BACKGROUND Serum creatinine concentrations (SCrs) are used to determine the presence and severity of acute kidney injury (AKI). SCr is primarily eliminated by glomerular filtration; however, most mechanisms of AKI in critical illness involve kidney proximal tubules, where tubular secretion occurs. Proximal tubular secretory clearance is not currently estimated in the intensive care unit (ICU). Our objective was to estimate the kidney clearance of secretory solutes in critically ill adults.METHODS We collected matched blood and spot urine samples from 170 ICU patients and from a comparison group of 70 adults with normal kidney function. We measured 7 endogenously produced secretory solutes using liquid chromatography–tandem mass spectrometry. We computed a composite secretion score incorporating all 7 solutes and evaluated associations with 28-day major adverse kidney events (MAKE28), defined as doubling of SCr, dialysis dependence, or death.RESULTS The urine-to-plasma ratios of 6 of 7 secretory solutes were lower in critically ill patients compared with healthy individuals after adjustment for SCr. The composite secretion score was moderately correlated with SCr and cystatin C (r = –0.51 and r = –0.53, respectively). Each SD higher composite secretion score was associated with a 25% lower risk of MAKE28 (95% CI 9% to 38% lower) independent of severity of illness, SCr, and tubular injury markers. Higher urine-to-plasma ratios of individual secretory solutes isovalerylglycine and tiglylglycine were associated with MAKE28 after accounting for multiple testing.CONCLUSION Among critically ill adults, tubular secretory clearance is associated with adverse outcomes, and its measurement could improve assessment of kidney function and dosing of essential ICU medications.FUNDING Grants from the National Institute of Diabetes and Digestive and Kidney Diseases (NIDDK/NIH) K23DK116967, the University of Washington Diabetes Research Center P30DK017047, an unrestricted gift to the Kidney Research Institute from the Northwest Kidney Centers, and the Vanderbilt O’Brien Kidney Center (NIDDK 5P30 DK114809-03). The funding sources had no role in the design and conduct of the study; collection, management, analysis, and interpretation of the data; and preparation, review, or approval of the manuscript.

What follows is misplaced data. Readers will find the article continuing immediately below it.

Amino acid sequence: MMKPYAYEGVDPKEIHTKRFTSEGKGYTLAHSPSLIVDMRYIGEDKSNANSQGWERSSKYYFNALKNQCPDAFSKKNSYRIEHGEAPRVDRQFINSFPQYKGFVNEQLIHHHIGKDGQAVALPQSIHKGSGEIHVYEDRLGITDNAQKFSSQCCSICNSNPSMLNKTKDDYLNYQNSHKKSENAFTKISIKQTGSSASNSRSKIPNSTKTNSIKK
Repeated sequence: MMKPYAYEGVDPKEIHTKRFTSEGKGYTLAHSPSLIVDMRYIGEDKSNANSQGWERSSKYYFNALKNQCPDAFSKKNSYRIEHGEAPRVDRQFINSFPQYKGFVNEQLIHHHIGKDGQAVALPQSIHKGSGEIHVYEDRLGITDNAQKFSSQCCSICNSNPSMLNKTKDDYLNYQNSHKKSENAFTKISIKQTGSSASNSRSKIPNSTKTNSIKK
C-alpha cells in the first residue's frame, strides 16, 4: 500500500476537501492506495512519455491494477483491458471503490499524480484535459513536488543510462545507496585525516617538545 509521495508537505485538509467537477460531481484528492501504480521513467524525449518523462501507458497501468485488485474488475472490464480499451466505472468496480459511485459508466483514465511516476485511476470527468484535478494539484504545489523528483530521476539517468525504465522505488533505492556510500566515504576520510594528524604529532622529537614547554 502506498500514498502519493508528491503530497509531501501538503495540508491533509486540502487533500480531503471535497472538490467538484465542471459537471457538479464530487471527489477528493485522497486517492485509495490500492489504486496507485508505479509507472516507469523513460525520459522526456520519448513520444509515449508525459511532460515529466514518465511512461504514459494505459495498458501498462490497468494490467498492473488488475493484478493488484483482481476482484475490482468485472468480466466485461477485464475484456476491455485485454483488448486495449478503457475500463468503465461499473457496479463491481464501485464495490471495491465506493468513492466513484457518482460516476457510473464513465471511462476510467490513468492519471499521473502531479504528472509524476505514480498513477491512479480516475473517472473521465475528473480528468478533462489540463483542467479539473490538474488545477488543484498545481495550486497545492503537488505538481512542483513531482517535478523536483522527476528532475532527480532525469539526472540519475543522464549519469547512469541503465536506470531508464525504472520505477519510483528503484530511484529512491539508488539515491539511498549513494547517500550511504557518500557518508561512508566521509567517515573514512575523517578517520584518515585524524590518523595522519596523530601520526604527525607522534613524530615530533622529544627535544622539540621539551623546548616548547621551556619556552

Pavan K. Bhatraju, Xin-Ya Chai, Neha A. Sathe, John Ruzinski, Edward D. Siew, Jonathan Himmelfarb, Andrew N. Hoofnagle, Mark M. Wurfel, Bryan R. Kestenbaum